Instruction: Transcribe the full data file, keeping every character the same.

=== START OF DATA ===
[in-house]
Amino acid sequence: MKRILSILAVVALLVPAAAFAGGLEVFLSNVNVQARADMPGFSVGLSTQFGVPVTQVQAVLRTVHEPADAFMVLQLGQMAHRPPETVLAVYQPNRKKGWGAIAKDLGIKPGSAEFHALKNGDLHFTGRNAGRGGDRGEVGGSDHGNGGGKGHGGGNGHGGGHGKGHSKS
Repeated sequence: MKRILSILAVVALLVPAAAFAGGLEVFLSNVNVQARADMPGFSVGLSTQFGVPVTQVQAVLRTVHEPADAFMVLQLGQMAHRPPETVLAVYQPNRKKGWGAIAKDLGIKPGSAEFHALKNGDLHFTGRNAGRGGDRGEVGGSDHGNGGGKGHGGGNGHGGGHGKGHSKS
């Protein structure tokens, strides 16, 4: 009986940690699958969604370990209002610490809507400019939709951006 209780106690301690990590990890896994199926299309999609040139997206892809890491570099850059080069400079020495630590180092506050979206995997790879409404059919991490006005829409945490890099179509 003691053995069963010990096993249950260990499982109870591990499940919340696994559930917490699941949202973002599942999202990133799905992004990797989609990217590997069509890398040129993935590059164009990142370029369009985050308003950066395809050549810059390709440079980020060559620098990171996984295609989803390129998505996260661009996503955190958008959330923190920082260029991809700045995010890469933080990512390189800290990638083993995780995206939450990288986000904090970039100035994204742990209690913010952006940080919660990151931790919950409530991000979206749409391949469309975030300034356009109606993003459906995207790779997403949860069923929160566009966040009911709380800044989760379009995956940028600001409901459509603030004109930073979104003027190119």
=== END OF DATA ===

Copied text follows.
[in-house]
Amino acid sequence: MKRILSILAVVALLVPAAAFAGGLEVFLSNVNVQARADMPGFSVGLSTQFGVPVTQVQAVLRTVHEPADAFMVLQLGQMAHRPPETVLAVYQPNRKKGWGAIAKDLGIKPGSAEFHALKNGDLHFTGRNAGRGGDRGEVGGSDHGNGGGKGHGGGNGHGGGHGKGHSKS
Repeated sequence: MKRILSILAVVALLVPAAAFAGGLEVFLSNVNVQARADMPGFSVGLSTQFGVPVTQVQAVLRTVHEPADAFMVLQLGQMAHRPPETVLAVYQPNRKKGWGAIAKDLGIKPGSAEFHALKNGDLHFTGRNAGRGGDRGEVGGSDHGNGGGKGHGGGNGHGGGHGKGHSKS
């Protein structure tokens, strides 16, 4: 009986940690699958969604370990209002610490809507400019939709951006 209780106690301690990590990890896994199926299309999609040139997206892809890491570099850059080069400079020495630590180092506050979206995997790879409404059919991490006005829409945490890099179509 003691053995069963010990096993249950260990499982109870591990499940919340696994559930917490699941949202973002599942999202990133799905992004990797989609990217590997069509890398040129993935590059164009990142370029369009985050308003950066395809050549810059390709440079980020060559620098990171996984295609989803390129998505996260661009996503955190958008959330923190920082260029991809700045995010890469933080990512390189800290990638083993995780995206939450990288986000904090970039100035994204742990209690913010952006940080919660990151931790919950409530991000979206749409391949469309975030300034356009109606993003459906995207790779997403949860069923929160566009966040009911709380800044989760379009995956940028600001409901459509603030004109930073979104003027190119």